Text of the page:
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Published on 27 February 2018

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Anakinra receives positive opinion from CHMP for the treatment of Still’s disease

Sobi has announced that the Committee for Medicinal Products for Human Use (CHMP) of the European Medicines Agency (EMA) has adopted a positive opinion for anakinra for the treatment of Still’s disease.

 

The opinion is now referred to the European Commission for a decision.

Sobi has announced that the Committee for Medicinal Products for Human Use (CHMP) of the European Medicines Agency (EMA) has adopted a positive opinion for anakinra for the treatment of Still’s disease.

 

The opinion is now referred to the European Commission for a decision.
Still’s disease is a rare systemic multi-organ disorder of auto-inflammatory nature that affects both children and adults. It is often associated with fever, rash and joint inflammation. Still’s disease is also referred to as systemic juvenile idiopathic arthritis or adult-onset Still’s disease.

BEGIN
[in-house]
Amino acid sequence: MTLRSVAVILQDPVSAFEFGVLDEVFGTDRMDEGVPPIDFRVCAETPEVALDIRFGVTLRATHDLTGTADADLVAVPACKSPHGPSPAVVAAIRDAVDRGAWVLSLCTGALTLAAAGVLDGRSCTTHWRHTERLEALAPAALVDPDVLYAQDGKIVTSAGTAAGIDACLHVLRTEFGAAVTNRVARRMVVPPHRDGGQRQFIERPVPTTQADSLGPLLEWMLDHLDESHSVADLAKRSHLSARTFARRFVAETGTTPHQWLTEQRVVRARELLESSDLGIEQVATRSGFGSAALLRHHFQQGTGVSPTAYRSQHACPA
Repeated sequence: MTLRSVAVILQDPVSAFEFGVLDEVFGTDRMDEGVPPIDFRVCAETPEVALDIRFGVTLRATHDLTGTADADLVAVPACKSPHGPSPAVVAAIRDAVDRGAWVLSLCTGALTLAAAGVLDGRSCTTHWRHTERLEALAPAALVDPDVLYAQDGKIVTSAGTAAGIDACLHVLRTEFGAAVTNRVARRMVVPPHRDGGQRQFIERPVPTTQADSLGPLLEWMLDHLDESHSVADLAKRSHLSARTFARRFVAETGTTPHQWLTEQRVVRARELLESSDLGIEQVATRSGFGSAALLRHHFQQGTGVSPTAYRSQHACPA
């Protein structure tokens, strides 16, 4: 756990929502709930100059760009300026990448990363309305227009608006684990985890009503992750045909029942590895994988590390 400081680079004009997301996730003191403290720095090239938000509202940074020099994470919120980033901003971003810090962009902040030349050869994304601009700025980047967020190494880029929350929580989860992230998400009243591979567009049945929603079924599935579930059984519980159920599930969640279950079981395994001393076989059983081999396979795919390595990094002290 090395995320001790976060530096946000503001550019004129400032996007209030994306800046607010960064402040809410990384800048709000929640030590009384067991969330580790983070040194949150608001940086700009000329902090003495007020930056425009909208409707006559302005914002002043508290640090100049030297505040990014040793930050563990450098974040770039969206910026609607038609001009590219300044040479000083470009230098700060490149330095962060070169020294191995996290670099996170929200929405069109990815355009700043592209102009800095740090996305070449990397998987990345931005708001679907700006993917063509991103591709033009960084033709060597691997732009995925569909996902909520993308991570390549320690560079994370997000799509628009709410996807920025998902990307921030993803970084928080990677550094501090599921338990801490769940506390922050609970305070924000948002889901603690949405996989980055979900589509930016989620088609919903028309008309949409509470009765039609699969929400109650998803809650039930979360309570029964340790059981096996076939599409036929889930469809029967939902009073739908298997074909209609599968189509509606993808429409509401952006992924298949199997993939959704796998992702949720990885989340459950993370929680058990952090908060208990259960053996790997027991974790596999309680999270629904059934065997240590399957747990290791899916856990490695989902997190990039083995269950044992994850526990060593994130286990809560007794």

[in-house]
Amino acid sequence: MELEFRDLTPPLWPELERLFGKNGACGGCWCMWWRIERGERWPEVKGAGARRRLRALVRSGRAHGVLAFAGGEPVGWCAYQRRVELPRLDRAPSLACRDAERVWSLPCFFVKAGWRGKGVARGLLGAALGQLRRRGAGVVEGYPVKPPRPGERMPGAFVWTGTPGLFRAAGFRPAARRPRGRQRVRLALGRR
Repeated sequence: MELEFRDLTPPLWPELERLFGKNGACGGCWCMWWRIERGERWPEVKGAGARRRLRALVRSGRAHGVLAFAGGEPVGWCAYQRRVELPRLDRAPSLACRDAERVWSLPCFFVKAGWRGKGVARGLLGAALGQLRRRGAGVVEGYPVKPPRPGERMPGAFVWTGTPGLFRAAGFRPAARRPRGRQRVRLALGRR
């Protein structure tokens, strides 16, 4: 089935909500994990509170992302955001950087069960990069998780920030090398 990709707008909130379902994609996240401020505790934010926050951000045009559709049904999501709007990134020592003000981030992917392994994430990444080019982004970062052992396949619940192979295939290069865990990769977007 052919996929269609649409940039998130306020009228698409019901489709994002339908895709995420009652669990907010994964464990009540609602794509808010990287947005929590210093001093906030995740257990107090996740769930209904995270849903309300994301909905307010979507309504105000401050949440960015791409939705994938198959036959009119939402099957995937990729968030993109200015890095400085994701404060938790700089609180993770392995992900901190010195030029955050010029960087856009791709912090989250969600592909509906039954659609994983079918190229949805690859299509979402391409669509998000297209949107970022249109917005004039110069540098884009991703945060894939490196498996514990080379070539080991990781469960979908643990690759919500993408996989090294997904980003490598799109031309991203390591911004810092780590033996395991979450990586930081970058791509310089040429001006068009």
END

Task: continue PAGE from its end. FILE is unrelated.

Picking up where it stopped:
We are very pleased with the CHMP positive opinion which recommends including this indication for Kineret in the EU. Sobi is committed to improving the lives of people affected by rare diseases, and this recommendation, if approved by the European Commission, would help address an unmet medical need for people with Still’s disease,” says Milan Zdravkovic, Chief Medical Officer and Head of Research and Development at Sobi.
In addition to current indications, the proposed new indication reads:

Kineret is indicated in adults, adolescents, children and infants aged 8 months and older with a body weight of 10 kg or above for the treatment of Still’s disease, including Systemic Juvenile Idiopathic Arthritis (SJIA) and Adult-Onset Still’s Disease (AOSD), with active systemic features of moderate to high disease activity, or in patients with continued disease activity after treatment with non-steroidal anti-inflammatory drugs (NSAIDs) or glucocorticoids.

 

Kineret can be given as monotherapy or in combination with other anti-inflammatory drugs and disease-modifying antirheumatic drugs (DMARDs).”



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